The FX3800 is EOL, overpriced and underpowered in comparison to the Fermi cards, that are both hackable and according to rumors the 470 may be supported in the 5.02 dot release. The most bang-for-the-buck card is the 470.

     
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    Jul 6, 2010 9:55 PM   in reply to JayNewWeb

    Jay,

     

    Sorry for not answering sooner, but I gave priority to watching the soccer game.

     

    You are right, my suggestion is to use on-board sound. No sense in buying an extra card when you alreavy have perfectlly good sound on the mobo and crowding your system internally and creating more heat inside the case.

     
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    Jul 8, 2010 3:18 PM   in reply to JayNewWeb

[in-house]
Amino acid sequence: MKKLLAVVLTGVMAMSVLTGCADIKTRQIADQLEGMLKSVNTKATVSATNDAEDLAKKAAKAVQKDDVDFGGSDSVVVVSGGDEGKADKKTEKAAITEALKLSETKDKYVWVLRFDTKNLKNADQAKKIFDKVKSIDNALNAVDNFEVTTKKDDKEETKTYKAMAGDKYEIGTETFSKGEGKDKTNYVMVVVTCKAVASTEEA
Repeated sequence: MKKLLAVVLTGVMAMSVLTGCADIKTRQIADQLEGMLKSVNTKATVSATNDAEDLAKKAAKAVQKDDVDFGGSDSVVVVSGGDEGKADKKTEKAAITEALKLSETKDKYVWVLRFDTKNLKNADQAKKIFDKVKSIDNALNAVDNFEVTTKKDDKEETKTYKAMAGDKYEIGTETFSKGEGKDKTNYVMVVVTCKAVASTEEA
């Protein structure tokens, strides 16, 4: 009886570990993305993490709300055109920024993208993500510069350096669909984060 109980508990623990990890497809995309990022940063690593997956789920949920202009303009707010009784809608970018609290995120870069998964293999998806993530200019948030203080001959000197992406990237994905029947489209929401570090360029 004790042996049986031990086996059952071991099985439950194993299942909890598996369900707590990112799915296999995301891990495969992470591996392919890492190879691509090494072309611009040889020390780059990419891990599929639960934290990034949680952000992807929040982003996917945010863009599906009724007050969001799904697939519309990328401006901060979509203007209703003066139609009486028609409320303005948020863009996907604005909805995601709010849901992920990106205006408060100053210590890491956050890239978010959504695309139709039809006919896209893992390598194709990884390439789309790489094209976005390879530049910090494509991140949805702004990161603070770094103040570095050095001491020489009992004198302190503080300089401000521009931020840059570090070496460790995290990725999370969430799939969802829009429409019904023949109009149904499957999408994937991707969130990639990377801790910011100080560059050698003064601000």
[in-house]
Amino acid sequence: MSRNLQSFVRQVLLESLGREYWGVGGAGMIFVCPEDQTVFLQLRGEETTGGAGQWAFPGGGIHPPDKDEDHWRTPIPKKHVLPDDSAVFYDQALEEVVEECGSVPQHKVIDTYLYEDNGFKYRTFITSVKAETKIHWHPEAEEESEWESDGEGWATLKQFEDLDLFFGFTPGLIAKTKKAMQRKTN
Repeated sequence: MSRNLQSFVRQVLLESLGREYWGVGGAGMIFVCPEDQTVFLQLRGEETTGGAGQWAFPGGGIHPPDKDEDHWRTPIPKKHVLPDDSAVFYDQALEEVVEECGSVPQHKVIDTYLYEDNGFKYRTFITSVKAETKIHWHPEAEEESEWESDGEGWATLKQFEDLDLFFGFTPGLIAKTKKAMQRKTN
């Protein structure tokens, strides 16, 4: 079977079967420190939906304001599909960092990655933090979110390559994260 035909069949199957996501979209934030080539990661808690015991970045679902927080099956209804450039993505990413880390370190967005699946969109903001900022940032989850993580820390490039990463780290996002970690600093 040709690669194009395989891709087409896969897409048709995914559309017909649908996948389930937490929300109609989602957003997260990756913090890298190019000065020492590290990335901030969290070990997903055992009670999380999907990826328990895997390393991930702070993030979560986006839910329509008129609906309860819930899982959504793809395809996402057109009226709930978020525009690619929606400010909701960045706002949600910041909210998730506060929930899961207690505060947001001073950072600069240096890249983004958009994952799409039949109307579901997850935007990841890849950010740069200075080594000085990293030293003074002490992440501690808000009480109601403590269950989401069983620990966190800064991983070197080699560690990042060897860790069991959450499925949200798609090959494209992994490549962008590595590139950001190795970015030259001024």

Both are good brands. EVGA somewhat more directed to overclocking models and PNY gained their reputation as being the only ones to sell Quadro cards under their name, even though they are manufactured by nVidia (the Quadros).

     
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    Jul 13, 2010 3:25 AM   in reply to JayNewWeb

    Jay,

     

    One alternative, that will definitely not gain you a design award, is this.

     

    Get a separate modular PSU of around 500 W that sports both a 6 pin and an 8 pin PCI Express connector. Use that externally and only use these 6 and 8 pin cables to power the GTX-470.You may have to fiddle a bit to get these cables into the case, but that will work without modifying your Z400. You can also use one 12 V cable for some hard drives or fans. That leaves your mobo connectors as they are.